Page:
Best Khabar Team | २०७६ मंशिर २९ गते आइतबार
Nepal has seen a paradigm shift in social, economic and political sectors in the last decade. As one of the oldest nations in the region transitioning to the newest republic, people’s movement and republic centric ideas have been thrust to the center stage. Nepal has also made remarkable progress in adopting information and communication technologies. While the digital divide has been narrowing, there still exists barriers for marginalised, low income and less educated population to participate in the globalisation trends.
Today, more than nine million people use social media. The country has more than 1.3 times the population of mobile communication subscriptions. Huge amounts of citizen data that influence public policy, academic research, intellectual property, politics, military, and financial data are shared on the internet. Managing, monitoring, and securing digital data is a daunting task to the government, private and public entities.
This astounding amount of digital data, if leveraged well, can empower law enforcement and government line agencies for planning, intelligence and operations. Unfortunately, it also makes cyberspace a new battleground for adversaries. The digital transformation is also helping businesses to innovate and secure intellectual property and citizen data for privacy. The increasing dependence of our life in technology is one of the most serious national security challenges of the 21st century. Data from government and private sector networks are being exploited at an unprecedented scale by a growing array of state and non-state actors. This is a new challenge for national security both in developing and developed nations to mitigate cyber security challenges for unintended ways.
A resilient cyberspace is required for our daily life, economic vitality, and national security. Developing resilience for national security requires strategic, operational, and tactical forms of cyber security.
In the US and other developing countries, one of the biggest challenges of national security is cyber security. It can impact the fabric of democracy with information propaganda to influence elections and billions of data sets are shared with criminals on the dark web with state and non-state actors. Today, cyber security has been recognised as a critical component of national security.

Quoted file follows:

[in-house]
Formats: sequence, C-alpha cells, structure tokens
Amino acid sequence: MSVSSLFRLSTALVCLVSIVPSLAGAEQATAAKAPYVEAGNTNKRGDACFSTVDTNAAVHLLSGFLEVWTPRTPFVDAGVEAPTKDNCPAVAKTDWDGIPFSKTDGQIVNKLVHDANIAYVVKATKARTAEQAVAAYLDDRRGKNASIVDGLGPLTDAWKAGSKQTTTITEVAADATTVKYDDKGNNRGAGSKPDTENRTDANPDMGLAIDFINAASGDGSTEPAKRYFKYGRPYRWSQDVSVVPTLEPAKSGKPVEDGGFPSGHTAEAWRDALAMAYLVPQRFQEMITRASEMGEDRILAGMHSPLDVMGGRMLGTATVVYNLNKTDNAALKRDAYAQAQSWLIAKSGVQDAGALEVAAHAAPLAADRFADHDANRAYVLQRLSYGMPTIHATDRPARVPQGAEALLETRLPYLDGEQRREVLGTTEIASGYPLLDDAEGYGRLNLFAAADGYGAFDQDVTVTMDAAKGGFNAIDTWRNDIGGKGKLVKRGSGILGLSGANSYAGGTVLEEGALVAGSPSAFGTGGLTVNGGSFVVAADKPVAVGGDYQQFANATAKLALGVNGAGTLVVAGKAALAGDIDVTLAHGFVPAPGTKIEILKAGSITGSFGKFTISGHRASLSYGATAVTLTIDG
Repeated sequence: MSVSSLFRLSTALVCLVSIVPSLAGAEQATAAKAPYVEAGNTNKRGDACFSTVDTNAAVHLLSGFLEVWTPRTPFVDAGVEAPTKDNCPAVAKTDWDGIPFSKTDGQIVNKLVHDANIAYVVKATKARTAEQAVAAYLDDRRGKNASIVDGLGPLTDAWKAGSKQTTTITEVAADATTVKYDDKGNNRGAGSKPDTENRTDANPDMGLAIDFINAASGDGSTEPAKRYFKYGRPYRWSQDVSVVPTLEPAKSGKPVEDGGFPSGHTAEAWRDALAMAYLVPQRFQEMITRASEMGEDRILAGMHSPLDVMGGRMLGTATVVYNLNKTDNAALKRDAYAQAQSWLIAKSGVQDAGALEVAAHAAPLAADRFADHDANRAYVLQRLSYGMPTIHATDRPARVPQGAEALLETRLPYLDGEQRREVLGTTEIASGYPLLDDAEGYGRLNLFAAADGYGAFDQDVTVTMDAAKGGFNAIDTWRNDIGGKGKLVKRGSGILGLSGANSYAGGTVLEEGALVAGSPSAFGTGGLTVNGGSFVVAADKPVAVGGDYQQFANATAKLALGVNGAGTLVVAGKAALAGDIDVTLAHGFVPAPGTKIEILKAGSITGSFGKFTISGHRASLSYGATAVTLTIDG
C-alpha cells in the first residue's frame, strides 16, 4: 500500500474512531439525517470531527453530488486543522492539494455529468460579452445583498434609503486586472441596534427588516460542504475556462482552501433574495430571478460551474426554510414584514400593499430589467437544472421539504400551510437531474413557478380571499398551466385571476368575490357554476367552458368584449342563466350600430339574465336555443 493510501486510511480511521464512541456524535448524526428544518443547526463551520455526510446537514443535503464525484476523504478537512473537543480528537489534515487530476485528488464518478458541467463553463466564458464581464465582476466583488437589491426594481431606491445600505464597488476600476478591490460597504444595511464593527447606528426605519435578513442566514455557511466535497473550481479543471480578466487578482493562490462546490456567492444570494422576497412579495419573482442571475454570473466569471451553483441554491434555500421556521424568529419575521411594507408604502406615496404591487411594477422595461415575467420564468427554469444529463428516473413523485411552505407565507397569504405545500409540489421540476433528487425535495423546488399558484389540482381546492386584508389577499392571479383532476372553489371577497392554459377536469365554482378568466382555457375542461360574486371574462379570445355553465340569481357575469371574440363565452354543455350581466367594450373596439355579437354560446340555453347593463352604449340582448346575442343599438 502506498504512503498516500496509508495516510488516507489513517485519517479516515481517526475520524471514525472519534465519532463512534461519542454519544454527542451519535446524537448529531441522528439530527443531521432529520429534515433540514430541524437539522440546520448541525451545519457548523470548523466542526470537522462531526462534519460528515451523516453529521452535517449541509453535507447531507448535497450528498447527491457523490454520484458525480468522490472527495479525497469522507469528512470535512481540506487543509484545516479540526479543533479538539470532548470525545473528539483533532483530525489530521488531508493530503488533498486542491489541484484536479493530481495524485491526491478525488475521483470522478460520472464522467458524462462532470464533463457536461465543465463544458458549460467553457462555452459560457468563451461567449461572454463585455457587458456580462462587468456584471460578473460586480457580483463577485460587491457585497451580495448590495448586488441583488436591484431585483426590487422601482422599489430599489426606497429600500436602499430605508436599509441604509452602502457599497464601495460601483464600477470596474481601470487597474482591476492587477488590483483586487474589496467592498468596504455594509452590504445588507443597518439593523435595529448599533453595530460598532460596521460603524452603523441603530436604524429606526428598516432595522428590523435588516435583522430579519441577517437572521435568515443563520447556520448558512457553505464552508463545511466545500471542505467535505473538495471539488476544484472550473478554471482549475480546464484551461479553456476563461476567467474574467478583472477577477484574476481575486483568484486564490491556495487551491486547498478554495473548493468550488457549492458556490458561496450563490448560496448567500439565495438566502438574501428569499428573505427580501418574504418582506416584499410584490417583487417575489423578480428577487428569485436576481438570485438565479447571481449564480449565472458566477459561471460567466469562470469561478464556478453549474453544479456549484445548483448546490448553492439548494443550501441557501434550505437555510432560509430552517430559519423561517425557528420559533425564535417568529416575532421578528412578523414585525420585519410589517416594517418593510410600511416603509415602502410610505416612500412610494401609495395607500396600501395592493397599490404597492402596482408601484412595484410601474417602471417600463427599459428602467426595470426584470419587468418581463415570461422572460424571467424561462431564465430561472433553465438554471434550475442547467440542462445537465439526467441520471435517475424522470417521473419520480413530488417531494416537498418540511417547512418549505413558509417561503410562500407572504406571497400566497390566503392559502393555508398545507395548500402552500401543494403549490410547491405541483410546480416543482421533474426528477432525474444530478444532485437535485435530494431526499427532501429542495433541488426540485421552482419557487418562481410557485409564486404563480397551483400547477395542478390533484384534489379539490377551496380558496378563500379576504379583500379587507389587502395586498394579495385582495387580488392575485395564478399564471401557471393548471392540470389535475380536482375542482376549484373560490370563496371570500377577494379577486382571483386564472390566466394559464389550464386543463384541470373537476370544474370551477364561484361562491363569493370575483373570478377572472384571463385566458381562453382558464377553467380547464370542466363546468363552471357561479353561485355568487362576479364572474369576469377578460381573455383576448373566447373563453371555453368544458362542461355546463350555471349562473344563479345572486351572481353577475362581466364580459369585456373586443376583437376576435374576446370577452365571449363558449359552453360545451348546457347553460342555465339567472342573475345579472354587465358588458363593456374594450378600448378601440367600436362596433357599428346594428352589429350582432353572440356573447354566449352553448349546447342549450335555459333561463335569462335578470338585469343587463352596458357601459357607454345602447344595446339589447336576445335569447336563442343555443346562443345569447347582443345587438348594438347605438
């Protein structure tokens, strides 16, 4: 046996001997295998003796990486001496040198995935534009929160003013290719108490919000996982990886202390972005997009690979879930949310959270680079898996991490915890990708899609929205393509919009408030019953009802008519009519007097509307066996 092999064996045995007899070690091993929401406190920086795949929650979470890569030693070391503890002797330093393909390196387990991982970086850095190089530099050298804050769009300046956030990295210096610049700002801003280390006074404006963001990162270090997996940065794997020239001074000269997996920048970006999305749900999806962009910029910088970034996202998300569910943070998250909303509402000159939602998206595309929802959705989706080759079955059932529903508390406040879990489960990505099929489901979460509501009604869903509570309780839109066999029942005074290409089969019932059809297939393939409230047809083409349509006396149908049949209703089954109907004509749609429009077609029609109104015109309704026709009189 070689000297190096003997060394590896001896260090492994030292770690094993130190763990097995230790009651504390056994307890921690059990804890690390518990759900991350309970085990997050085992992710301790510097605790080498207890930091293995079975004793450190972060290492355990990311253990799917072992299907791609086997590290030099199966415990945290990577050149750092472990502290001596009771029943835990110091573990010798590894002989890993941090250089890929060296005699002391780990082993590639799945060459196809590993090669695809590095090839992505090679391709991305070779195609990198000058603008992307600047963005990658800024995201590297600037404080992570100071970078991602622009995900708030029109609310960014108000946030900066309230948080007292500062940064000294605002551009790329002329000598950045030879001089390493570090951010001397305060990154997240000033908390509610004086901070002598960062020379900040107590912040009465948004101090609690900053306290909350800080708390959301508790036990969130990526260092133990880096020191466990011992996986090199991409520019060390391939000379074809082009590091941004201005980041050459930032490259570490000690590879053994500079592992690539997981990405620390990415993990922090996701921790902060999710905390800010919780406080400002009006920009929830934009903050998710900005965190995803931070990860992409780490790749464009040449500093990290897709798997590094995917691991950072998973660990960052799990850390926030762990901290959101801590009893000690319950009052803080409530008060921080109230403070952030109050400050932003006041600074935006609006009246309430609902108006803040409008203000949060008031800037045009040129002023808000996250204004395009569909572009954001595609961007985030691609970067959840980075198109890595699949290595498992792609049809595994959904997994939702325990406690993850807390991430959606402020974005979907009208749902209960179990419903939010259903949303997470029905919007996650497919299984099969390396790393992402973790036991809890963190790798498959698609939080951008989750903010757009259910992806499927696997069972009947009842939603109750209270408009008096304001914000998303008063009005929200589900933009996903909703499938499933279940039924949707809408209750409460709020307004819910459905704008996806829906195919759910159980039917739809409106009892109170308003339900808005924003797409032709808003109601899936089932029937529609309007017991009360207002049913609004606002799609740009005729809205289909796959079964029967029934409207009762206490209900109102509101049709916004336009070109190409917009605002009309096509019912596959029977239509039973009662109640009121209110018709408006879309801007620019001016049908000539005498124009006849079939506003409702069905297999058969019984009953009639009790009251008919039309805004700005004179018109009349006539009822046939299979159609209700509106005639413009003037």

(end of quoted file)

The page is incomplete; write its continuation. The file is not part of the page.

For instance, the United States Army recognises cyberspace as the most important battle space after land, water, and sea. Multiple state agencies that includes civilian agencies like the Department of Homeland Security are responsible for cyber security. General David Petraeus, former CIA director and four star General, believes that countries like Nepal should invest in developing their national cyber security infrastructure. “Cyber threat looks similar across the world and a nation should recognise the cyberspace as an important battle space and critical part of national security,” he adds.
Developing a resilient national cyber security requires a strategic shift in national security policy. Protection of critical digital infrastructures– banks, power-grids, telecom infrastructures, and airports– need to be guarded like physical security. A national cyber security centre should be established that should act as a hub for threat intel and defensive and offensive security to mitigate cyber threats. There are huge policy and technical deficits in cyber security. The policies governing data protection, privacy, intellectual property, cyber crime, and cyber terrorism should be developed and revised in legislative bodies.
The recent cases of information system breaches in the banks in Nepal highlight the challenge of securing critical infrastructure and the importance of having a national policy of cyber security. The US state department’s recent findings on Nepal’s border data management practices accentuates the importance of cyber security to curb terrorism nationally and internationally.
Nepal being in the geographic middle of two of the most populous countries is susceptible to being caught up in a cyber-battle with both state and non-state actors. Having strong cyber security preparedness will help Nepal be well prepared, not only to mitigate the threats in cyberspace but also challenges in border and physical security. Data is required for meaningful actions and to ensure the integrity, confidentiality, and availability of data, banking cyber security in national security policy is a must.
(Dhungel is a global cyber security practitioner based in USA and a former Major of Nepal Army. He is the Chief Information Security Officer at www.esrtech.io and can be reached at firstname.lastname@example.org.) This article is taken from The Rising Nepal. )
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